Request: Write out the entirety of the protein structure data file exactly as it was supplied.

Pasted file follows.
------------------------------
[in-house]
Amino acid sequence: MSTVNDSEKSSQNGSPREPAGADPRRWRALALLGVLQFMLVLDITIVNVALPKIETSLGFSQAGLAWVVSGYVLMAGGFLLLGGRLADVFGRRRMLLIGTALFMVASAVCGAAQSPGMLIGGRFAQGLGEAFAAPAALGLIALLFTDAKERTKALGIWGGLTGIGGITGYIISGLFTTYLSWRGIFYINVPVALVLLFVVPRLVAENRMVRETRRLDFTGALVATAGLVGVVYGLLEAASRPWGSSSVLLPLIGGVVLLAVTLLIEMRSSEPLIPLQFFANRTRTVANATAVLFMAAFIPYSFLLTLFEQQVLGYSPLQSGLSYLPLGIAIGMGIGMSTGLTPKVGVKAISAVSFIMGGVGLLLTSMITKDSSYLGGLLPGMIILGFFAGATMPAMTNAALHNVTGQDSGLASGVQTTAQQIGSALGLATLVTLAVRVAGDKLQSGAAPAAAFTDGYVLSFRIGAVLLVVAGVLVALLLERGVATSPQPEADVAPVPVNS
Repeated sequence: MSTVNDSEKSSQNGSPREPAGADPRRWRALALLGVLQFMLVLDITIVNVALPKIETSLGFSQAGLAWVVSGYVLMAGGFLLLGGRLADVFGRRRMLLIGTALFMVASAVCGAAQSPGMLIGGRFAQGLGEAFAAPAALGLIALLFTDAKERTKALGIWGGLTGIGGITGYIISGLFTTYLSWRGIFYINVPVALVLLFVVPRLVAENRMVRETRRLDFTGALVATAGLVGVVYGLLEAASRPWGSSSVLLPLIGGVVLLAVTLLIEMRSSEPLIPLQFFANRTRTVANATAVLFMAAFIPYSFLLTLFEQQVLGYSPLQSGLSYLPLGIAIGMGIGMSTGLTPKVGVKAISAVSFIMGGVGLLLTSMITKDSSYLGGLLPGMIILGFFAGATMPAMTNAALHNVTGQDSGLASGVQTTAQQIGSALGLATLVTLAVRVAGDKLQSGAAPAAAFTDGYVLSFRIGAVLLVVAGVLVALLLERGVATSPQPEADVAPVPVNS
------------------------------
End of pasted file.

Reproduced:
[in-house]
Amino acid sequence: MSTVNDSEKSSQNGSPREPAGADPRRWRALALLGVLQFMLVLDITIVNVALPKIETSLGFSQAGLAWVVSGYVLMAGGFLLLGGRLADVFGRRRMLLIGTALFMVASAVCGAAQSPGMLIGGRFAQGLGEAFAAPAALGLIALLFTDAKERTKALGIWGGLTGIGGITGYIISGLFTTYLSWRGIFYINVPVALVLLFVVPRLVAENRMVRETRRLDFTGALVATAGLVGVVYGLLEAASRPWGSSSVLLPLIGGVVLLAVTLLIEMRSSEPLIPLQFFANRTRTVANATAVLFMAAFIPYSFLLTLFEQQVLGYSPLQSGLSYLPLGIAIGMGIGMSTGLTPKVGVKAISAVSFIMGGVGLLLTSMITKDSSYLGGLLPGMIILGFFAGATMPAMTNAALHNVTGQDSGLASGVQTTAQQIGSALGLATLVTLAVRVAGDKLQSGAAPAAAFTDGYVLSFRIGAVLLVVAGVLVALLLERGVATSPQPEADVAPVPVNS
Repeated sequence: MSTVNDSEKSSQNGSPREPAGADPRRWRALALLGVLQFMLVLDITIVNVALPKIETSLGFSQAGLAWVVSGYVLMAGGFLLLGGRLADVFGRRRMLLIGTALFMVASAVCGAAQSPGMLIGGRFAQGLGEAFAAPAALGLIALLFTDAKERTKALGIWGGLTGIGGITGYIISGLFTTYLSWRGIFYINVPVALVLLFVVPRLVAENRMVRETRRLDFTGALVATAGLVGVVYGLLEAASRPWGSSSVLLPLIGGVVLLAVTLLIEMRSSEPLIPLQFFANRTRTVANATAVLFMAAFIPYSFLLTLFEQQVLGYSPLQSGLSYLPLGIAIGMGIGMSTGLTPKVGVKAISAVSFIMGGVGLLLTSMITKDSSYLGGLLPGMIILGFFAGATMPAMTNAALHNVTGQDSGLASGVQTTAQQIGSALGLATLVTLAVRVAGDKLQSGAAPAAAFTDGYVLSFRIGAVLLVVAGVLVALLLERGVATSPQPEADVAPVPVNS